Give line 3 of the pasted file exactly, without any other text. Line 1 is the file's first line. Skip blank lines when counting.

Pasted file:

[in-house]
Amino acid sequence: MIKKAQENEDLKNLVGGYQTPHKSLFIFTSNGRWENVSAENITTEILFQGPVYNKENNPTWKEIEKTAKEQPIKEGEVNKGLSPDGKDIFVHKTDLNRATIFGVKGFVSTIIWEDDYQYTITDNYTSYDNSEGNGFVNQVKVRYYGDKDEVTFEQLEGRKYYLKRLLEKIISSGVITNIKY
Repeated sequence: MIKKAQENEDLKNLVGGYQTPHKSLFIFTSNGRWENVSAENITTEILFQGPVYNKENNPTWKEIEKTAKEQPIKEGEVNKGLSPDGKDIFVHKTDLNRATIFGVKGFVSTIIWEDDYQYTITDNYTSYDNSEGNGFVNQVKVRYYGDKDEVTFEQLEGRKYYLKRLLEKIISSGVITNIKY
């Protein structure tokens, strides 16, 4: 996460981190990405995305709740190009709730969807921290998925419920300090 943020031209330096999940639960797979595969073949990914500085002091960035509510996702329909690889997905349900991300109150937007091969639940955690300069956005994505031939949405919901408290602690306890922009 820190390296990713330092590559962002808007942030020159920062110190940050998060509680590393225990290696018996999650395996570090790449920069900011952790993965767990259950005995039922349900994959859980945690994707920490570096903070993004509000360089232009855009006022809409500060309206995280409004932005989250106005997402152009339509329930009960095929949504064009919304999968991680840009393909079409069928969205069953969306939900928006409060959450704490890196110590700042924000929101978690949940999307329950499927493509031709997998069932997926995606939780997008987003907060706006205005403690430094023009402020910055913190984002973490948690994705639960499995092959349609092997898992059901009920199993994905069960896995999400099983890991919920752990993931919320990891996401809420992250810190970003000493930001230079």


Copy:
Repeated sequence: MIKKAQENEDLKNLVGGYQTPHKSLFIFTSNGRWENVSAENITTEILFQGPVYNKENNPTWKEIEKTAKEQPIKEGEVNKGLSPDGKDIFVHKTDLNRATIFGVKGFVSTIIWEDDYQYTITDNYTSYDNSEGNGFVNQVKVRYYGDKDEVTFEQLEGRKYYLKRLLEKIISSGVITNIKY